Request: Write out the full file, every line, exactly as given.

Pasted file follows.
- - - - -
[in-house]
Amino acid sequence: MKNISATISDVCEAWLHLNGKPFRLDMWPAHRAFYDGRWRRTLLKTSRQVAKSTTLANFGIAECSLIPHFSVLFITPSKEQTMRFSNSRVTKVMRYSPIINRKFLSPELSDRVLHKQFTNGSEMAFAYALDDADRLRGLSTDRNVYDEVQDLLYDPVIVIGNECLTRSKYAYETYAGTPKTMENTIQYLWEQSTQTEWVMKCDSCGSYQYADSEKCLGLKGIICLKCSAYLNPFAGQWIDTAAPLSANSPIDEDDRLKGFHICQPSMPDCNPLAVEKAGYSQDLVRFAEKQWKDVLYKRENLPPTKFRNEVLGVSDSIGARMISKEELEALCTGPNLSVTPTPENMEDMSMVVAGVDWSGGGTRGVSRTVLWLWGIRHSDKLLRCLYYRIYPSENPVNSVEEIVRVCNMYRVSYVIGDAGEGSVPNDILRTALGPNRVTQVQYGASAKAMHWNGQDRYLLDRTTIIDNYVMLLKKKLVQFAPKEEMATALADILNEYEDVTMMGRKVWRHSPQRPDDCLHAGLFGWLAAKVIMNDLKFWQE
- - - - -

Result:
[in-house]
Amino acid sequence: MKNISATISDVCEAWLHLNGKPFRLDMWPAHRAFYDGRWRRTLLKTSRQVAKSTTLANFGIAECSLIPHFSVLFITPSKEQTMRFSNSRVTKVMRYSPIINRKFLSPELSDRVLHKQFTNGSEMAFAYALDDADRLRGLSTDRNVYDEVQDLLYDPVIVIGNECLTRSKYAYETYAGTPKTMENTIQYLWEQSTQTEWVMKCDSCGSYQYADSEKCLGLKGIICLKCSAYLNPFAGQWIDTAAPLSANSPIDEDDRLKGFHICQPSMPDCNPLAVEKAGYSQDLVRFAEKQWKDVLYKRENLPPTKFRNEVLGVSDSIGARMISKEELEALCTGPNLSVTPTPENMEDMSMVVAGVDWSGGGTRGVSRTVLWLWGIRHSDKLLRCLYYRIYPSENPVNSVEEIVRVCNMYRVSYVIGDAGEGSVPNDILRTALGPNRVTQVQYGASAKAMHWNGQDRYLLDRTTIIDNYVMLLKKKLVQFAPKEEMATALADILNEYEDVTMMGRKVWRHSPQRPDDCLHAGLFGWLAAKVIMNDLKFWQE